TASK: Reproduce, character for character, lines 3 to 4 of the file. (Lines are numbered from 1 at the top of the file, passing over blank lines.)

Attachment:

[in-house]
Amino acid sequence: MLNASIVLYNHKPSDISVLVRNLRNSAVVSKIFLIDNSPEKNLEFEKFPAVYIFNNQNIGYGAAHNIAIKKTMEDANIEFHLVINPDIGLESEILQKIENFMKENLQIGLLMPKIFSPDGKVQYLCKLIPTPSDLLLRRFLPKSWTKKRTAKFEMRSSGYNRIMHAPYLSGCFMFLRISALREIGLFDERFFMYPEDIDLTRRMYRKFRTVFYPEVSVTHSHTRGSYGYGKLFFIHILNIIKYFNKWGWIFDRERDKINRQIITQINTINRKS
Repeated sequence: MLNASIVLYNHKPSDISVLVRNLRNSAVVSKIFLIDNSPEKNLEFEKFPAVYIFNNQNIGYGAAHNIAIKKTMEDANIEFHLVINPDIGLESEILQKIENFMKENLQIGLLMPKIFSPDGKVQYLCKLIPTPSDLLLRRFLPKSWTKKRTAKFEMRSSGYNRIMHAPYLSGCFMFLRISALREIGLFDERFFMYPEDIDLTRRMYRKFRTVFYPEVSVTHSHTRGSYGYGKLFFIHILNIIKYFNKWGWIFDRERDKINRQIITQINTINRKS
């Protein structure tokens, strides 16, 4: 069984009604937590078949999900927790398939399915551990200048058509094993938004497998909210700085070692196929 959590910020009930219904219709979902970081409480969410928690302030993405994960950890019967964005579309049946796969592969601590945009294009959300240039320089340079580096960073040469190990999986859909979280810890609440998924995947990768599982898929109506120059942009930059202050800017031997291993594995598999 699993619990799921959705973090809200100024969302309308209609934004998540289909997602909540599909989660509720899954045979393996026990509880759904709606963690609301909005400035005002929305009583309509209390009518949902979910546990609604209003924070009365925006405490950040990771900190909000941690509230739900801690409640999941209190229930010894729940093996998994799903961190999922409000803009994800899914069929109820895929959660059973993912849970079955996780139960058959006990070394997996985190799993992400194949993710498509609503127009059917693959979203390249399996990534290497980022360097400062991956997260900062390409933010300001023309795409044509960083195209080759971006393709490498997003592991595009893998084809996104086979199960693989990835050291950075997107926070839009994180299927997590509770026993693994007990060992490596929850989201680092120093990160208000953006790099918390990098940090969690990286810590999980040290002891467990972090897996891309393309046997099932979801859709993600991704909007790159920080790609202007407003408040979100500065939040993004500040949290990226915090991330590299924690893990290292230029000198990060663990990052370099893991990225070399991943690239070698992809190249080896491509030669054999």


Repeated sequence: MLNASIVLYNHKPSDISVLVRNLRNSAVVSKIFLIDNSPEKNLEFEKFPAVYIFNNQNIGYGAAHNIAIKKTMEDANIEFHLVINPDIGLESEILQKIENFMKENLQIGLLMPKIFSPDGKVQYLCKLIPTPSDLLLRRFLPKSWTKKRTAKFEMRSSGYNRIMHAPYLSGCFMFLRISALREIGLFDERFFMYPEDIDLTRRMYRKFRTVFYPEVSVTHSHTRGSYGYGKLFFIHILNIIKYFNKWGWIFDRERDKINRQIITQINTINRKS
């Protein structure tokens, strides 16, 4: 069984009604937590078949999900927790398939399915551990200048058509094993938004497998909210700085070692196929 959590910020009930219904219709979902970081409480969410928690302030993405994960950890019967964005579309049946796969592969601590945009294009959300240039320089340079580096960073040469190990999986859909979280810890609440998924995947990768599982898929109506120059942009930059202050800017031997291993594995598999 699993619990799921959705973090809200100024969302309308209609934004998540289909997602909540599909989660509720899954045979393996026990509880759904709606963690609301909005400035005002929305009583309509209390009518949902979910546990609604209003924070009365925006405490950040990771900190909000941690509230739900801690409640999941209190229930010894729940093996998994799903961190999922409000803009994800899914069929109820895929959660059973993912849970079955996780139960058959006990070394997996985190799993992400194949993710498509609503127009059917693959979203390249399996990534290497980022360097400062991956997260900062390409933010300001023309795409044509960083195209080759971006393709490498997003592991595009893998084809996104086979199960693989990835050291950075997107926070839009994180299927997590509770026993693994007990060992490596929850989201680092120093990160208000953006790099918390990098940090969690990286810590999980040290002891467990972090897996891309393309046997099932979801859709993600991704909007790159920080790609202007407003408040979100500065939040993004500040949290990226915090991330590299924690893990290292230029000198990060663990990052370099893991990225070399991943690239070698992809190249080896491509030669054999």